Thursday, April 16, 2009
The Betrayal, by Gillian Slovo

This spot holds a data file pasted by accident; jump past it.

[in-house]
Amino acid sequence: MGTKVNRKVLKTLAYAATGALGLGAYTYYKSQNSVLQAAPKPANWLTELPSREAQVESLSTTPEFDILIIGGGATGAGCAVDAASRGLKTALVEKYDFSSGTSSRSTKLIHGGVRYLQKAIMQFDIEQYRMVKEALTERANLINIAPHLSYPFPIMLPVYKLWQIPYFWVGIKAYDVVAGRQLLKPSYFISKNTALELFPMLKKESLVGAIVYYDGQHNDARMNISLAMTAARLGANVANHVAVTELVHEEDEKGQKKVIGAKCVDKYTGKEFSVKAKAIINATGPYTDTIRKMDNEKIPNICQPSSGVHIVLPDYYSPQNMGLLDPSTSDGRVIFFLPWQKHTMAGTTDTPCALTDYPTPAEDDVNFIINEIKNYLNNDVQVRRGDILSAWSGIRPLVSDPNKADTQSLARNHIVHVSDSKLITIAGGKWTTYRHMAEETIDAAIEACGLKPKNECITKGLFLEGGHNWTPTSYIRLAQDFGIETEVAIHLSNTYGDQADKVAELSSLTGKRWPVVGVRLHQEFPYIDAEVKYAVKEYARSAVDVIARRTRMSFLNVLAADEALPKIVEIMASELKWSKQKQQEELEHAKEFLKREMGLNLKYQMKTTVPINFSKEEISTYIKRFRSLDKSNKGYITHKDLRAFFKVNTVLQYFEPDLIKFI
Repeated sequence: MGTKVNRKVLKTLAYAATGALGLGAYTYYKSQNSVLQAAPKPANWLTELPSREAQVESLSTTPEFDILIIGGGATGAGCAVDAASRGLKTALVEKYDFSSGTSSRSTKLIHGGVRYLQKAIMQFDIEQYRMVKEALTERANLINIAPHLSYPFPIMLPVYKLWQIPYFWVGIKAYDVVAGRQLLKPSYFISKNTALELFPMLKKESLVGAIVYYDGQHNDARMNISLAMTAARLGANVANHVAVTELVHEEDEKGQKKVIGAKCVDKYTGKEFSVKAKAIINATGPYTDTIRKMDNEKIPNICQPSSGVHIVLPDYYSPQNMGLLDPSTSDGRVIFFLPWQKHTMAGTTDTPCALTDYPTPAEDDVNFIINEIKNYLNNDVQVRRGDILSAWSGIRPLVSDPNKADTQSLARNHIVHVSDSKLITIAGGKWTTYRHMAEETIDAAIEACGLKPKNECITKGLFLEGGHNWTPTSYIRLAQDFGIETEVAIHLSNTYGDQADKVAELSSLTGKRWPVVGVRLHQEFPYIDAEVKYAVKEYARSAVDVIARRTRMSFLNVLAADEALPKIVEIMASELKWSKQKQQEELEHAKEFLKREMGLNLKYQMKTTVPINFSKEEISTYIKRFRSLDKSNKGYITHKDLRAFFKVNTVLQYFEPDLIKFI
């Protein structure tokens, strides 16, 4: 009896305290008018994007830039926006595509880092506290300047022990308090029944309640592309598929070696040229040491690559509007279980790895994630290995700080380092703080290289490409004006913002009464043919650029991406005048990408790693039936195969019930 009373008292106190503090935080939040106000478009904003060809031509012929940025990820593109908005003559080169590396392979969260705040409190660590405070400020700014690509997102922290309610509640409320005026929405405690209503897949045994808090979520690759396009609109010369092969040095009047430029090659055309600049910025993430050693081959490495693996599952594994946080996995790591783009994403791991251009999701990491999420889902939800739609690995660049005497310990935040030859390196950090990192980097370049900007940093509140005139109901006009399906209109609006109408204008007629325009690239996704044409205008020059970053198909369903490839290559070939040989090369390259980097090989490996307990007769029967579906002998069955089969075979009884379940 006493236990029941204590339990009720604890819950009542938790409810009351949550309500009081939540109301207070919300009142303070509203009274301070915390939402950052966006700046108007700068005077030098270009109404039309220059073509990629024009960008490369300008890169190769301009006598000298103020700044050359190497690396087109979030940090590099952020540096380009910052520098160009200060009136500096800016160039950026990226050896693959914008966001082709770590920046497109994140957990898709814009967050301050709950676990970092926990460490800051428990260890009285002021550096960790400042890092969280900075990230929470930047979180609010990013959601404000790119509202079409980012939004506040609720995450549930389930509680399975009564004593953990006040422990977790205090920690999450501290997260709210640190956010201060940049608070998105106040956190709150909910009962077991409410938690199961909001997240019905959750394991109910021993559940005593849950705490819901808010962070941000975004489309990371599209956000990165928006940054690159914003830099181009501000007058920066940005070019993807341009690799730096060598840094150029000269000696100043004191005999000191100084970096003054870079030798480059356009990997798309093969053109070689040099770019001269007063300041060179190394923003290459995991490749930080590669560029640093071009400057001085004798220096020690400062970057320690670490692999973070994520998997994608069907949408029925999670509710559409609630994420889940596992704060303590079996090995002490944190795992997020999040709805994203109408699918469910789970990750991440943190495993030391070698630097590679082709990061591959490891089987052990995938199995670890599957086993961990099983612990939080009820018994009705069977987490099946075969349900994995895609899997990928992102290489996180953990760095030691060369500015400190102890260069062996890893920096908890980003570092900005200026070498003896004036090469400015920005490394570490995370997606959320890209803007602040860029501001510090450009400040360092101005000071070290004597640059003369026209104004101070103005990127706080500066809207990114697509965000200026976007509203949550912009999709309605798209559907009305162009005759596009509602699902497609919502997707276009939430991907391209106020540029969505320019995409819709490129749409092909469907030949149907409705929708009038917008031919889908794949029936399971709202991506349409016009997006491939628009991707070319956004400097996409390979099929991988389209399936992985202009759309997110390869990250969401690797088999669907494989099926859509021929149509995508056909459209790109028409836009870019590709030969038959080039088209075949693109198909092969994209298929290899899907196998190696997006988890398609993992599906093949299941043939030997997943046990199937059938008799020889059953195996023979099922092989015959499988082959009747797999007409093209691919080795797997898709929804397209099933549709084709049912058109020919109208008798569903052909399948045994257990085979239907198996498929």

Not exactly a Forgotten Book Friday entry, but an 18-year-old thriller about a past that we should not forget: Gillian Slovo writes mystery novels featuring amateur detective Kate Baeier as well as stand-alone novels, including two that deal with the end of apartheid in South Africa. Red Dust (2000) a legal thriller set in a rural court during the era of the truth and reconciliation process and Betrayal (1991) about the last gasp of apartheid, just before the release of Mandela from the Robben Island prison. Slovo says that Betrayal was actually finished just before Mandela was released, and the novel is poised at just that moment, when everyone in the country and beyond knew that change was coming but no one quite trusted that the change would mean the real end of apartheid. The Betrayal is a very subtle post-Cold War spy thriller, and there's not one betrayal: there are lots of them, at every turn of the plot. One of the main characters, Rebecca, is an ANC activist in exile--she is leading a tribunal charged with finding out if Alan, a white South African who is also an ANC activist (in fact, a member of the military wing), is a traitor. Rebecca says toward the end of the book that the certainty that had driven away all gray areas during the struggle against apartheid "had gone and complexity had taken the place of its endless simplifications." No one can be certain if the various betrayals are based on ideology or jealousy or sex. No one's motives are pure. Alan and his girlfriend Sarah (an English woman who has also joined the movement) are both in Johannesburg on separate missions when the novel begins, and Alan has discovered a team of traitors when he is seen by Peter, another ANC soldier who already hates Alan, walking in a neighborhood where he shouldn't be and seeming to pass a note to a police operative, setting in motion that tribunal headed by Rebecca. Meanwhile, a police captain named Malan, a true believer in the apartheid system, is pursuing Alan and other ANC soldiers, and is suffering both from cancer and from a superior officer who seems to be undermining him. All these forces criss-cross their way toward a conclusion, revealing ulterior motives and hidden pasts, and when the real traitor is finally revealed, his identity is less important than than the understanding that the reader has gained into these characters and the realities that they've had to deal with during the long struggle. And two of the strengths of the novel are its anticipation of the long struggles yet to come, after the end of apartheid, and the three-dimensional female characters intimately involved in the web of political and personal struggles. The Betrayal has not been rendered obsolete by history; in fact, its honesty and its suspension at exactly the point of imminent historical change make it a fascinating prelude to the equally honest and complex Red Dust and perhaps to the current complexities of a splintered ANC and the new South Africa.